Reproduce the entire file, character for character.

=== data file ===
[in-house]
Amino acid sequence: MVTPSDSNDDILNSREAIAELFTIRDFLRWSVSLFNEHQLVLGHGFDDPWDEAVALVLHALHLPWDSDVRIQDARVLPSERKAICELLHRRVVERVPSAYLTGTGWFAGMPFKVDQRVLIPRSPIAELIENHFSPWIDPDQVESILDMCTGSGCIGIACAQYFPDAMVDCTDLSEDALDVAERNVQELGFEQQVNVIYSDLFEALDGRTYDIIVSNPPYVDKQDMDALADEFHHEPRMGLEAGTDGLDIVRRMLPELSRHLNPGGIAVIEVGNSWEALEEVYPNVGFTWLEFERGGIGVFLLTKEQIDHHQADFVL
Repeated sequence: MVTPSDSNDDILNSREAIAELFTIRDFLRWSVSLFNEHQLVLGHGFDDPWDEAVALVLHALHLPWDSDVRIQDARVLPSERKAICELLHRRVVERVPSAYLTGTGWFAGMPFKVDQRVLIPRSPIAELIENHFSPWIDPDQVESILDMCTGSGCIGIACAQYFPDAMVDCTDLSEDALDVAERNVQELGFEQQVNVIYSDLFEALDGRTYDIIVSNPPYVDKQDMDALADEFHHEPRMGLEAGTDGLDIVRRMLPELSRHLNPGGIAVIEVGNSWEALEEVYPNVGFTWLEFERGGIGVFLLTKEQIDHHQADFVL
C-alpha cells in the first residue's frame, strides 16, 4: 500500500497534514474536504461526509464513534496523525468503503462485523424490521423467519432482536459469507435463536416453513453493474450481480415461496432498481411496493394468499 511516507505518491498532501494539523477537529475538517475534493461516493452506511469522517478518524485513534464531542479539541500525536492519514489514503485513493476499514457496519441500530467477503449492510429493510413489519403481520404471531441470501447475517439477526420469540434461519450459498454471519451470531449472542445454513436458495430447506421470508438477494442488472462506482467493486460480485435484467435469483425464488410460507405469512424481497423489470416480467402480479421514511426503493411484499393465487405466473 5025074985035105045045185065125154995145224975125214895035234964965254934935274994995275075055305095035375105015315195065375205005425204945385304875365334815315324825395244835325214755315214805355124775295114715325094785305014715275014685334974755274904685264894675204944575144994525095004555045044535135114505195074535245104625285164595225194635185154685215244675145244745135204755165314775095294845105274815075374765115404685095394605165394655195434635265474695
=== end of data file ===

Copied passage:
[in-house]
Amino acid sequence: MVTPSDSNDDILNSREAIAELFTIRDFLRWSVSLFNEHQLVLGHGFDDPWDEAVALVLHALHLPWDSDVRIQDARVLPSERKAICELLHRRVVERVPSAYLTGTGWFAGMPFKVDQRVLIPRSPIAELIENHFSPWIDPDQVESILDMCTGSGCIGIACAQYFPDAMVDCTDLSEDALDVAERNVQELGFEQQVNVIYSDLFEALDGRTYDIIVSNPPYVDKQDMDALADEFHHEPRMGLEAGTDGLDIVRRMLPELSRHLNPGGIAVIEVGNSWEALEEVYPNVGFTWLEFERGGIGVFLLTKEQIDHHQADFVL
Repeated sequence: MVTPSDSNDDILNSREAIAELFTIRDFLRWSVSLFNEHQLVLGHGFDDPWDEAVALVLHALHLPWDSDVRIQDARVLPSERKAICELLHRRVVERVPSAYLTGTGWFAGMPFKVDQRVLIPRSPIAELIENHFSPWIDPDQVESILDMCTGSGCIGIACAQYFPDAMVDCTDLSEDALDVAERNVQELGFEQQVNVIYSDLFEALDGRTYDIIVSNPPYVDKQDMDALADEFHHEPRMGLEAGTDGLDIVRRMLPELSRHLNPGGIAVIEVGNSWEALEEVYPNVGFTWLEFERGGIGVFLLTKEQIDHHQADFVL
C-alpha cells in the first residue's frame, strides 16, 4: 500500500497534514474536504461526509464513534496523525468503503462485523424490521423467519432482536459469507435463536416453513453493474450481480415461496432498481411496493394468499 511516507505518491498532501494539523477537529475538517475534493461516493452506511469522517478518524485513534464531542479539541500525536492519514489514503485513493476499514457496519441500530467477503449492510429493510413489519403481520404471531441470501447475517439477526420469540434461519450459498454471519451470531449472542445454513436458495430447506421470508438477494442488472462506482467493486460480485435484467435469483425464488410460507405469512424481497423489470416480467402480479421514511426503493411484499393465487405466473 5025074985035105045045185065125154995145224975125214895035234964965254934935274994995275075055305095035375105015315195065375205005425204945385304875365334815315324825395244835325214755315214805355124775295114715325094785305014715275014685334974755274904685264894675204944575144994525095004555045044535135114505195074535245104625285164595225194635185154685215244675145244745135204755165314775095294845105274815075374765115404685095394605165394655195434635265474695